After much shilly-shallying, the S & P 500 finally joined the Dow in passing its previous all-time high in October 2007. This has not so far prompted a major push higher. The Nikkei had one bad day last week and had another yesterday, which hints at some concerns that share prices have gone too far too quickly. It is difficult to tell which is the chicken and which the egg but the yen has been pulling back at least some of its losses of recent months.
After initially affecting some indifference towards Cyprus’s fate, investors decided that the more they thought about it the more worrying it could be. The inevitable result was falling European equity prices (over 4% in Madrid and Milan), lower bund yields with the others going in the opposite direction (especially those on Spanish, Portuguese and Italian bonds) and the euro being given a beating across the board.
UK equities shared to some extent in the gloom across the Channel but gilts and the pound actually gained from it.
Profit-taking may have been responsible for the dollar’s somewhat surprising failure to make larger gains against the major currencies and its even more surprising losses, albeit modest, against some minor ones. Of perhaps only symbolic significant significance was the PBoC’s nudging the renminbi to its highest ever level vs. the dollar.
Did he say ‘template’ or not and is that what he meant anyway? Jeroen Dijsselbloem, Netherlands’ Finance Minister and tyro Chairman of the EMU’s Eurogroup is blamed for spooking the markets when describing the Cyprus bailout. His smooth-talking predecessor, Jean-Claude Juncker, would never have been so blunt, especially as he is Prime Minister of Luxembourg, which has an even more disproportionate banking sector than Cyprus. Certainly, Mr Dijsselbloem did not endear himself to the Cypriot negotiating team who had hoped to out-bluff the northern block by proposing haircuts on deposits of less than â‚¬100K in the expectation that its rejection would result in new concessions. We shall find out soon enough that Mr D did indeed mean a ‘template’ for all the next supplicants.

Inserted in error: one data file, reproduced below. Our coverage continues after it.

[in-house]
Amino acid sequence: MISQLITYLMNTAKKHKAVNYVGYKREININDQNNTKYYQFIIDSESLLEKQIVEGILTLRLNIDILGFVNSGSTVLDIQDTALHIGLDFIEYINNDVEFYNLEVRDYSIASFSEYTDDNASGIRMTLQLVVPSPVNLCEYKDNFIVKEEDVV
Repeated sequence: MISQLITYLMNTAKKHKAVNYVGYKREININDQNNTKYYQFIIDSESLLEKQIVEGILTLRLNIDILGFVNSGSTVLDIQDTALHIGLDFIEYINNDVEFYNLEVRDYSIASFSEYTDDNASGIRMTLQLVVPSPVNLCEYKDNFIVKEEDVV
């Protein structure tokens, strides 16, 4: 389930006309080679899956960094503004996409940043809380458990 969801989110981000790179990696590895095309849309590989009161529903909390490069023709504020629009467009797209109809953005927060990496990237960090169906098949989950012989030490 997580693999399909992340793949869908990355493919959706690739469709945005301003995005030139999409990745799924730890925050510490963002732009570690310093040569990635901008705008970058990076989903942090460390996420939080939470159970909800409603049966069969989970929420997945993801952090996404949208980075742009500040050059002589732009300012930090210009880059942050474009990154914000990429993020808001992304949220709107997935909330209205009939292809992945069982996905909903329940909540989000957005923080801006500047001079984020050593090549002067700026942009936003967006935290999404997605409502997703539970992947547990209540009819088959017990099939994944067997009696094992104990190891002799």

Mr Bersani had to endure a live streamed meeting with the M5S parliamentary leaders and a bruising encounter (in private) with Mr Berlusconi’s henchman before he concluded that he could not form a stable government. The polls are already turning against him and both MS5 and PDL/Northern League alliance sense they could snatch a win from a second election. President Napolitano (a veteran of the current political system) is so appalled by either prospect that he has appointed 10 wise men (are there no wise women in Italy?) to come up with a solution that preserves Mr Monti’s policies and avoids a new election. As with an increasing number of other proposals to bolster the EMU, this approach is fundamentally undemocratic and could well lead to the exact opposite outcome.
The strong numbers for US Personal Incomes, Personal Spending and house prices have not been enough to sweep aside the disappointment that Q4 GDP was not revised even higher or that the Chicago PMI and Manufacturing ISM came out lower. Any other country would seize such data with both hands.
European was relatively limited but what there was offered no comfort: continuing poor Retail Sales in Italy and Spain and sagging business confidence in the EMU as a whole.
The headline of -0.3% for Q4 GDP growth in the UK was unrevised at the third cut but there was better news in the detailed numbers and in the January Index of Services. These will be discussed further on Wednesday in ‘Economic Insights: 21 reasons not to despair about the UK’